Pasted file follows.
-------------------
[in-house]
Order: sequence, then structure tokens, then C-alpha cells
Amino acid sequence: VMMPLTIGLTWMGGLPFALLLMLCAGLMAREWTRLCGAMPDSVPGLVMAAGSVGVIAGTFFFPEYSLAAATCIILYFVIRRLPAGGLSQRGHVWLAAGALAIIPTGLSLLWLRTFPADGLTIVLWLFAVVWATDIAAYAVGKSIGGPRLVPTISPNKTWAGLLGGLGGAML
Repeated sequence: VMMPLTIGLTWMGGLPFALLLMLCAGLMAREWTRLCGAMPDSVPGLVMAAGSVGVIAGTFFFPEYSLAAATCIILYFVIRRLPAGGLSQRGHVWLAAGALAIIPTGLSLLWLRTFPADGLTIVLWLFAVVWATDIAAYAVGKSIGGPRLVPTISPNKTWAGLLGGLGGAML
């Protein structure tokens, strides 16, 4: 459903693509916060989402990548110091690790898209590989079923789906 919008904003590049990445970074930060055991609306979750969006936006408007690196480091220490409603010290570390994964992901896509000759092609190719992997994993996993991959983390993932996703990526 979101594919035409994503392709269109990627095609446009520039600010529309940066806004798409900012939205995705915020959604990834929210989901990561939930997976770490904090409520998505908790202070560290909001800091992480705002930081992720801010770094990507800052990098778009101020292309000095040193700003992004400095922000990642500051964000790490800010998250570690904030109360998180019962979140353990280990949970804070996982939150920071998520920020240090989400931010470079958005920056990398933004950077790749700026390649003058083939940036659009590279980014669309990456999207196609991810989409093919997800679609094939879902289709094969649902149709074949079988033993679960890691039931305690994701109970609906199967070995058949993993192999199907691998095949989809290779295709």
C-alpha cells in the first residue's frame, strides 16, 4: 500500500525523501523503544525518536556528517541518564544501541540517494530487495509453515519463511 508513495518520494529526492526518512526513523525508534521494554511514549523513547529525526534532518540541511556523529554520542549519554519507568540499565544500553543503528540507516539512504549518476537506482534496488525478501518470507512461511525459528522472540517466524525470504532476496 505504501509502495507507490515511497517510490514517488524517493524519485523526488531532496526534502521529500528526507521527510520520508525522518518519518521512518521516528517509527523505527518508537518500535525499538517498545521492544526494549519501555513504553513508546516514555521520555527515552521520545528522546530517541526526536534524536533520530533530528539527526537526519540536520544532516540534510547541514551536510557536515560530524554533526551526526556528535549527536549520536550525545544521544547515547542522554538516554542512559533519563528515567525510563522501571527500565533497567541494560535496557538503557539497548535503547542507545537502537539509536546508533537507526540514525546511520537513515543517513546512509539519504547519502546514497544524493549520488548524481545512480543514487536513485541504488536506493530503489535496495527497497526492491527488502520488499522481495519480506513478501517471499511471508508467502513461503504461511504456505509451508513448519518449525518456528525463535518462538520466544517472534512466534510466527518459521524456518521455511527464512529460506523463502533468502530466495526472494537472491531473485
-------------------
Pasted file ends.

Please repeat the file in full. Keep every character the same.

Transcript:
[in-house]
Order: sequence, then structure tokens, then C-alpha cells
Amino acid sequence: VMMPLTIGLTWMGGLPFALLLMLCAGLMAREWTRLCGAMPDSVPGLVMAAGSVGVIAGTFFFPEYSLAAATCIILYFVIRRLPAGGLSQRGHVWLAAGALAIIPTGLSLLWLRTFPADGLTIVLWLFAVVWATDIAAYAVGKSIGGPRLVPTISPNKTWAGLLGGLGGAML
Repeated sequence: VMMPLTIGLTWMGGLPFALLLMLCAGLMAREWTRLCGAMPDSVPGLVMAAGSVGVIAGTFFFPEYSLAAATCIILYFVIRRLPAGGLSQRGHVWLAAGALAIIPTGLSLLWLRTFPADGLTIVLWLFAVVWATDIAAYAVGKSIGGPRLVPTISPNKTWAGLLGGLGGAML
């Protein structure tokens, strides 16, 4: 459903693509916060989402990548110091690790898209590989079923789906 919008904003590049990445970074930060055991609306979750969006936006408007690196480091220490409603010290570390994964992901896509000759092609190719992997994993996993991959983390993932996703990526 979101594919035409994503392709269109990627095609446009520039600010529309940066806004798409900012939205995705915020959604990834929210989901990561939930997976770490904090409520998505908790202070560290909001800091992480705002930081992720801010770094990507800052990098778009101020292309000095040193700003992004400095922000990642500051964000790490800010998250570690904030109360998180019962979140353990280990949970804070996982939150920071998520920020240090989400931010470079958005920056990398933004950077790749700026390649003058083939940036659009590279980014669309990456999207196609991810989409093919997800679609094939879902289709094969649902149709074949079988033993679960890691039931305690994701109970609906199967070995058949993993192999199907691998095949989809290779295709």
C-alpha cells in the first residue's frame, strides 16, 4: 500500500525523501523503544525518536556528517541518564544501541540517494530487495509453515519463511 508513495518520494529526492526518512526513523525508534521494554511514549523513547529525526534532518540541511556523529554520542549519554519507568540499565544500553543503528540507516539512504549518476537506482534496488525478501518470507512461511525459528522472540517466524525470504532476496 505504501509502495507507490515511497517510490514517488524517493524519485523526488531532496526534502521529500528526507521527510520520508525522518518519518521512518521516528517509527523505527518508537518500535525499538517498545521492544526494549519501555513504553513508546516514555521520555527515552521520545528522546530517541526526536534524536533520530533530528539527526537526519540536520544532516540534510547541514551536510557536515560530524554533526551526526556528535549527536549520536550525545544521544547515547542522554538516554542512559533519563528515567525510563522501571527500565533497567541494560535496557538503557539497548535503547542507545537502537539509536546508533537507526540514525546511520537513515543517513546512509539519504547519502546514497544524493549520488548524481545512480543514487536513485541504488536506493530503489535496495527497497526492491527488502520488499522481495519480506513478501517471499511471508508467502513461503504461511504456505509451508513448519518449525518456528525463535518462538520466544517472534512466534510466527518459521524456518521455511527464512529460506523463502533468502530466495526472494537472491531473485